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Pension reform: Elisabeth Borne defends the need to "work a little longer"


In front of the deputies, the Prime Minister was content to recall the intentions of the executive, without specifying the contours of the reform.

Pension reform there will be.

It remains to be seen in what form.

Elisabeth Borne repeated this Tuesday before the National Assembly that the measure, which is still the subject of political and union consultations, "would come into force in the summer of 2023".

She then stressed the need to “work a little longer”.

“I can confirm it to you, there will be a pension reform.

And, yes, this reform will come into force in the summer of 2023, ”said the Prime Minister in response to a question from the leader of the LFI deputies, Mathilde Panot.

#Retirements: during presidential and legislative campaigns, "things were said with the greatest transparency to the French", defends @Elisabeth_Borne.

>> It "confirms a pension reform which will come into effect in the summer of 2023".#DirectAN #QAG

— LCP (@LCP) November 15, 2022

In the wake of Mathilde Panot, the rebels fear that the executive will use an amendment passed in the Senate to raise the retirement age to 64.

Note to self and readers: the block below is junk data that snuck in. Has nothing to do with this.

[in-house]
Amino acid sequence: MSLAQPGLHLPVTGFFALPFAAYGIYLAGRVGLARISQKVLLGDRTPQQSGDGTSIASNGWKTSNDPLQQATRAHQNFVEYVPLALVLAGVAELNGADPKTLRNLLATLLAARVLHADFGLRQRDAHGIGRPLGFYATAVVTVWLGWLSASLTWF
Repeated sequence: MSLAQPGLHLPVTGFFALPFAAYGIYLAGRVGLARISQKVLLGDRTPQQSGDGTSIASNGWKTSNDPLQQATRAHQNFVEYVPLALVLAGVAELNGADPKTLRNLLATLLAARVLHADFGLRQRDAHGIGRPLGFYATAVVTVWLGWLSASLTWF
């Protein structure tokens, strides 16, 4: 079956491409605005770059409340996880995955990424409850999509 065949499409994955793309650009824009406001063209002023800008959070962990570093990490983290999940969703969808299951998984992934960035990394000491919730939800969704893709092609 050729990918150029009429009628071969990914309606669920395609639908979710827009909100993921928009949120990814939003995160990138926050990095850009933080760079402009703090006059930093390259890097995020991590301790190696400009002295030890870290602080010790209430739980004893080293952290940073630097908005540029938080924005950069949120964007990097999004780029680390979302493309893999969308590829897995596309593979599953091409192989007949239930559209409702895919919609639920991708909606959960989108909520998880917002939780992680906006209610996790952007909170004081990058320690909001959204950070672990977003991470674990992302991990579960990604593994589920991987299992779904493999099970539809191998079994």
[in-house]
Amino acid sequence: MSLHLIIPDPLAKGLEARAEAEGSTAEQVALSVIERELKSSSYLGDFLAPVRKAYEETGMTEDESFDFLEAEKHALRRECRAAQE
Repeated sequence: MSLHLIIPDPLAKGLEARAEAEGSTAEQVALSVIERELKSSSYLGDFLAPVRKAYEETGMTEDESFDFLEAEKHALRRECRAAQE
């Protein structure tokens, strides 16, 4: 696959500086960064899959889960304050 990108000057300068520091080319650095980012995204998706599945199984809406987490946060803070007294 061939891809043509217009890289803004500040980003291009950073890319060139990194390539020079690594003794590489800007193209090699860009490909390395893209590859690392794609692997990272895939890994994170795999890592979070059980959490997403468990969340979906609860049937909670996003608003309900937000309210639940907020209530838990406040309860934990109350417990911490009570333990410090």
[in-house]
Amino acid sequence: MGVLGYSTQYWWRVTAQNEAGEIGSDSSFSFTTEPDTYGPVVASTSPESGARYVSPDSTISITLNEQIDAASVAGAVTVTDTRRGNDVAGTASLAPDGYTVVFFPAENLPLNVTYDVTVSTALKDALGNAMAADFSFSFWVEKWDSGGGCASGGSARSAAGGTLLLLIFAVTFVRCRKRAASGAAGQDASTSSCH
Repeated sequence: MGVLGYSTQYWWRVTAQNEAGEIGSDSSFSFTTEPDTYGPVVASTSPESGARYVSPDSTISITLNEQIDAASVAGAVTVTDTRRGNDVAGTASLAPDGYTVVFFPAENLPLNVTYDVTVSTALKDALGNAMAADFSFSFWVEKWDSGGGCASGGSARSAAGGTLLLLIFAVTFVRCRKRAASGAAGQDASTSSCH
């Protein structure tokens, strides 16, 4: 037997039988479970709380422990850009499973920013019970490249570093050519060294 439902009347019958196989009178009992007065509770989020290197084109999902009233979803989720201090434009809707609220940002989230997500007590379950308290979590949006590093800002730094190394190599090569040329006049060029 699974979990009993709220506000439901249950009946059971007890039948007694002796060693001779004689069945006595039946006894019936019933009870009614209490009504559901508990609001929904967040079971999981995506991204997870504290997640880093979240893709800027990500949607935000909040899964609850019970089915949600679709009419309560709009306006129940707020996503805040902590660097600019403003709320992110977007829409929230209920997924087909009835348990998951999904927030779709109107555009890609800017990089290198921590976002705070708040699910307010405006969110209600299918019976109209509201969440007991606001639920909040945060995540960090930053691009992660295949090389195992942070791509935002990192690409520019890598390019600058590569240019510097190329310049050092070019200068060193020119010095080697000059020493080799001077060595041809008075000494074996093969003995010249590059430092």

"There is an urgent need for a meeting of all the social and political left to organize the dam in the Assembly and in the streets", wrote Jean-Luc Mélenchon on Tuesday.

“We will not work more for nothing”

“I will have the opportunity in a few weeks to come back to you, to present to you the conclusions of the consultations in progress”, Élisabeth Borne simply replied on Tuesday to the questioning of Mathilde Panot.

"It would perhaps have been more popular to say that we could return to a starting age of 60", as defended by La France insoumise, "more popular, it's true, but also more demagogic", has she added again.

Without citing a specific retirement age, the head of government reiterated that "to ensure the balance of pension schemes, and therefore the sustainability of our pay-as-you-go system, we are going to have to work a little longer".

“This age shift will allow for an increase in pensions.

We will not work more for nothing.

Yes, if it were necessary to repeat it, it is not a question of suddenly moving back by one year, two years or three years, the age of retirement.

But to shift it gradually, by a few months each year, ”explained Élisabeth Borne.

President Emmanuel Macron declared himself at the end of October "open" to a postponement of the legal retirement age to 64, and not 65 as he had promised during the presidential campaign, in the event of an extension in parallel to the contribution period.

The government has so far defended a postponement of the retirement age by four months per year, to reach 65 in 2031.

Source: leparis

All news articles on 2022-11-15

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